During the past weeks, the Federal Reserve has confirmed that employment must improve before changing current monetary policy. Under these conditions, the US dollar should depreciate further and the EUR/USD could challenge 1.38 over the short term.
US: It is not time to give up
The optimism of Mr. Bernanke at the beginning of 2013, which was interpreted as an imminent change in monetary policy, has been replaced by a more realistic view of the state of the US economy. In fact, during the last few months, growth did not show any signs of improvement, while the unemployment rate stayed above the Federal Reserve’s standards. In addition, in October, retail sales numbers were almost unchanged from previous months. Consumer spending declined even though the household saving rate fell from an average of 5.6% of disposable income from 2010 to 2011 to 5.0% in 2012. Wages were not supportive and increased 3.3% in 2012 versus 4.0% from 2010 to 2011.
Unemployment still on target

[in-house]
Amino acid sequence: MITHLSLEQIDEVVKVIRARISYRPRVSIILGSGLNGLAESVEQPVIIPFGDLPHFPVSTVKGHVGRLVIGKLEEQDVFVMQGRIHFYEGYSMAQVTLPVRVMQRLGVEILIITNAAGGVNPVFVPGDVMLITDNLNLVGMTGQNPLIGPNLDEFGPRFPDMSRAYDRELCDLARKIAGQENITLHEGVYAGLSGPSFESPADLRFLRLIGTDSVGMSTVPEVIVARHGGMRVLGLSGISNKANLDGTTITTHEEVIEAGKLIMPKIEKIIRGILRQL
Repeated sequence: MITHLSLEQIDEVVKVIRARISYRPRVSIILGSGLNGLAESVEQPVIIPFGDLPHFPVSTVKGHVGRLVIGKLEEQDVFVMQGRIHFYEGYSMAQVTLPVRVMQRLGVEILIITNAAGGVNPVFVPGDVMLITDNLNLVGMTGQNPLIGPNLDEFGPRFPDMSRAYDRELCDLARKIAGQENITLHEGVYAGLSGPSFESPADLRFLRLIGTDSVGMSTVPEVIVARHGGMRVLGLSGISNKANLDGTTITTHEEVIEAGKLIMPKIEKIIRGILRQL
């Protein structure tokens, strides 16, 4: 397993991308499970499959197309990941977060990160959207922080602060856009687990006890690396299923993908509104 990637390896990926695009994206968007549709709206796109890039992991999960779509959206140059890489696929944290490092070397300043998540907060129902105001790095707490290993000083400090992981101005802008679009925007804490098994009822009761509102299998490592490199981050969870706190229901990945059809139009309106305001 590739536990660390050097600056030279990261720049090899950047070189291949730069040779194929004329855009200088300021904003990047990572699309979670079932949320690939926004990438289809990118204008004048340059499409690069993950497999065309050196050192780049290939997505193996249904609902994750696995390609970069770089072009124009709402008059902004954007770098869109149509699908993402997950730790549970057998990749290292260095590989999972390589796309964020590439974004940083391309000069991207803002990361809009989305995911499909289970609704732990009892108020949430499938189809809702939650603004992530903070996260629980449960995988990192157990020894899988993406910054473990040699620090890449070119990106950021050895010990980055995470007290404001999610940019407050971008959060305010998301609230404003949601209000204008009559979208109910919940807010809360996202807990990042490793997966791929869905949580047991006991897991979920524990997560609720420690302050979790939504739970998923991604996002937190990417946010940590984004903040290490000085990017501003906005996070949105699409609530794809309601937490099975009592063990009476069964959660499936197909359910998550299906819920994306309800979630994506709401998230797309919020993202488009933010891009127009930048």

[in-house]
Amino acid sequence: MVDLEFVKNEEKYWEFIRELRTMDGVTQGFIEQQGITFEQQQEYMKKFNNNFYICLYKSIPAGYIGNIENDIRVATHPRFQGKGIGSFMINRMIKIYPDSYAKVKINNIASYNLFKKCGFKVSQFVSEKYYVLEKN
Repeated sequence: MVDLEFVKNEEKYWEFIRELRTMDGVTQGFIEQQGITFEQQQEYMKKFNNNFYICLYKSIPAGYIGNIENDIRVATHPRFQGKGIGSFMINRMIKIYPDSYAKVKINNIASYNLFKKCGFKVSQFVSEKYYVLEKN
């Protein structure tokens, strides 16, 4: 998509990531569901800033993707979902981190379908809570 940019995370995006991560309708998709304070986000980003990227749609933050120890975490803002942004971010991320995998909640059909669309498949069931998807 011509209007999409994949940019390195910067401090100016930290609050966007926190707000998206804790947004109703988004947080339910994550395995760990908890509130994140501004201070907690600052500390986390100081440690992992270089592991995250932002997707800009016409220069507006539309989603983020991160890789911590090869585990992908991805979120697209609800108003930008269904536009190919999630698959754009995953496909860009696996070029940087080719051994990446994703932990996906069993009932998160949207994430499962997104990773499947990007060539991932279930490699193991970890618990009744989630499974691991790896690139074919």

At the same time, employment does not seem to be gaining momentum. The hiring rate is slow, and the number of people leaving the workforce remains high. Despite cash surpluses, US companies are still prudent in hiring new workers. In effect, demand has remained volatile even after a promising beginning of the year. Furthermore, the national ISM declined three points between October and November, and new orders fell more than 7 points in November 2013. The year-on-year rate of growth of existing home sales declined from 16.4% in July to 5.2% in October. This slump was probably due to the increase of long-term interest rates that started last spring.
World banks are battling deflation
Central banks around the world should keep current accommodative bias unchanged for a few more months. Battling deflation is now a priority. Japan has demonstrated that it is very difficult to recover from a long period of lower prices. The ECB’s recent decision to cut rates follows in that direction. The Fed, on the contrary, holds the same objective, but through the reduction of unemployment. Both continents will pursue their goals until growth rises to or above the long-term average. In the meantime, the US dollar could depreciate further until the US reduces its huge debt and increases interest rates. The EUR/USD could challenge 1.38 short-term and, eventually, 1.46. The long-term bullish cycle for the euro that started in 2000 is still in place. Historically, however, the tendency has shown to uptrend for about 20% from the lows before correcting.
Angelo Airaghi, www.ProfitsOn.com
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